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Are you treating the legs daily? Are you applying desitin or other diaper rash ointment to the areas? If so and you are seeing no result, it's time to get your vet involved as there are some conditions that can be mistaken for simple mud fever but are more serious. And sometimes even with mud fever you need to go with systemic treatments based upon the overall health of the horse. For example, horses with insulin resistance generally have less effective immune systems so are more prone to infection and have a worse time fighting off an infection.
 

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The legs should be cleaned with an antibacterial/antifungal shampoo or scrub such as betadine. Then the scabs should be removed. This is easier to do if they have been allowed to get wet and then scraped with a plastic spatula. Once the scabs are removed the legs should be dried THOROUGHLY. (I can't stress that enough.)
i am justbreaking a mare in and noticed yesterday that she is sore with mud fever,not surprising really she is 7 and never winter/summer been out of a field.but its impossible to stable her she sweats groans won,t eat at the moment i have her tethered at the side of a main highway[get her used to traffic]i,m treating her from today with antibiotic cream and also got some sterilising shampoo, is it unrealistic to expect the mud fever to abate when i can,t dry her off
 

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The chronic damp conditions break down the skin's natural defenses so reinfection is likely to occur. Even if you can't keep her dry, dry the legs and apply a layer of diaper rash ointment to help protect them from the dampness in the environment.
 

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The chronic damp conditions break down the skin's natural defenses so reinfection is likely to occur. Even if you can't keep her dry, dry the legs and apply a layer of diaper rash ointment to help protect them from the dampness in the environment.
thanks ryle
 

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All I use on Scratches and Rain rot is Desitin(or the store brand). I simply rub it in and the next day when I treat I rub it in again. As I rub the loose stuff will come off. I scratch off what will come with my fingers and keep the Desitin on it til it is gone.
 

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i wil keep packin the cream in every day until saturday bring her home sat/morn wash her legs out with the shampoo and see if theres any improvement
 

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how do you prevent it if you have no other choice on where to turn out ? my bigger mare has had it on her hind legs for a long time now too and ive always scrubbed her with betadine. . i know they make the boots but theyre expensive. and my other mare is in the same condition paddock next to my other mare and she dosent have it. some one said it was either from her pee splashing up onto her legs that its common , and some one else said mud fever.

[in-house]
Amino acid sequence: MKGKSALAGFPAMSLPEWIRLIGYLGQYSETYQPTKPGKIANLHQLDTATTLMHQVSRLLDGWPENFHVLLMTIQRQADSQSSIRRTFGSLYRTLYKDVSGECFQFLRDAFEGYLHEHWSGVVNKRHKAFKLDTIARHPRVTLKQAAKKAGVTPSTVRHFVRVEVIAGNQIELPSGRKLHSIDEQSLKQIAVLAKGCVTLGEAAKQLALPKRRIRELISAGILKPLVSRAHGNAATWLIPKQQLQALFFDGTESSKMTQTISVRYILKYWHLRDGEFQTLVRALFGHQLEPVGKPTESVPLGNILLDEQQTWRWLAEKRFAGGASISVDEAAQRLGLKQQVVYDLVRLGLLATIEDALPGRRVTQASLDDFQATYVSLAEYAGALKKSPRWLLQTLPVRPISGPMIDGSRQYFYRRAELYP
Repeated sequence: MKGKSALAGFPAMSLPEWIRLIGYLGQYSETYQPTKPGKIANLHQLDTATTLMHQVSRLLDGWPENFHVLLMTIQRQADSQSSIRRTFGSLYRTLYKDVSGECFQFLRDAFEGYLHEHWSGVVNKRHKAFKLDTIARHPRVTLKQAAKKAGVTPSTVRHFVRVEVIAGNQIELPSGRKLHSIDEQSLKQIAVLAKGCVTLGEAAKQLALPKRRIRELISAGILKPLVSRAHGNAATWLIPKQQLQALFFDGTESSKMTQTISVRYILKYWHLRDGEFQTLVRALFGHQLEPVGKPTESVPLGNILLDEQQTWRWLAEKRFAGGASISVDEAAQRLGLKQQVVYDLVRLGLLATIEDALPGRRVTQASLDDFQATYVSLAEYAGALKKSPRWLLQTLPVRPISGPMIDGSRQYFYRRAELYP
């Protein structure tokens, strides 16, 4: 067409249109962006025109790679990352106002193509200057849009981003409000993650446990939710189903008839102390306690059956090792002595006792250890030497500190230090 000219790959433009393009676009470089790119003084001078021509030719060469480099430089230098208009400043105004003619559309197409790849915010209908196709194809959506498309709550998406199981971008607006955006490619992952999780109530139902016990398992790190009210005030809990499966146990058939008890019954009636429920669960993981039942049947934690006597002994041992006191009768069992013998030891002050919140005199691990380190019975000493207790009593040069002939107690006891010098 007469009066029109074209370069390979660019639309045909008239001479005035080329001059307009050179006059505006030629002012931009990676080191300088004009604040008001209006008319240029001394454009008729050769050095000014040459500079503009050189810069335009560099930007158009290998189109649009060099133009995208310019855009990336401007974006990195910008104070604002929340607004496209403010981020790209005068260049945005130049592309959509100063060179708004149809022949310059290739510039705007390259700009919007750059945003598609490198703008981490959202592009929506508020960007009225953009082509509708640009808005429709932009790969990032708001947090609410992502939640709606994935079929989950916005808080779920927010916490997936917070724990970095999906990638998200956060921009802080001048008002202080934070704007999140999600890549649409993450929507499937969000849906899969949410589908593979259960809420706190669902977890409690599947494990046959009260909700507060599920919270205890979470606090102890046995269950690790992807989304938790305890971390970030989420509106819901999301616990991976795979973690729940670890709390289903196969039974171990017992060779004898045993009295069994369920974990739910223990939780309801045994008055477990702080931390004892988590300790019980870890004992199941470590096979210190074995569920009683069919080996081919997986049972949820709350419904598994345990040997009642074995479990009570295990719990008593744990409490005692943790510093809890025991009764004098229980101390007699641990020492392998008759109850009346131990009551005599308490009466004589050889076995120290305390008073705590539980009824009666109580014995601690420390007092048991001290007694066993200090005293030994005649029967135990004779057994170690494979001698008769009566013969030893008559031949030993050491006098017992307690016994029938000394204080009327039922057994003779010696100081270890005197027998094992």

shes just got small scabbies on the fronts of her hind legs no where else.






Sorry , i'm not hijacking i have the same problem =/
 

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HI - (Rylee) just said about miracle as this product works almost like a miracle and is so safe. I think you might be interested in if you work with any animal - take a look at their site. You might be impressed. I realize that other steps need be taken and I agree with the zinc and copper (plus cleaning) - obviously you believe in putting something on it ( diaper ointment is usually zinc based and a barrier) so if this miracle product helps with the healing like so many have stated it does. I do not think it would hurt. This product seems a whole lot easier ( and safe) to use and if it works why not use it? I am not sure why you stated not to use a "miracle" cure but went ahead and said to put on a lot of other things? I am sorry but I do not see the difference. It is a product to use. It is not expensive. In case any one is wondering - no I do not sell it - I live in Canada and have to have it shipped to me for personal use only ( I know it might have sounded like I was pushing it). It is new and I was just trying to help out.
 

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Ryle has given some very good advice. If you are treating daily with no results you are absolutely seeing something that is either not scratches or is due to underlying disease. A vet needs to be called in if this is the case.

One treatment we like at the clinic for cases not responding to triple antibiotic is to take a tube of monostat (the stuff used in humans for yeast infections) and mix it in with a tub of furasin. We add a little tattoo ink to help with the photo sensitivity. MOST important though is the daily cleaning and ***drying***, even if you must pasture your horse in a mud bog. If you try both bacterial and fungal treatments and nothing has helped then you have to get a vet involved.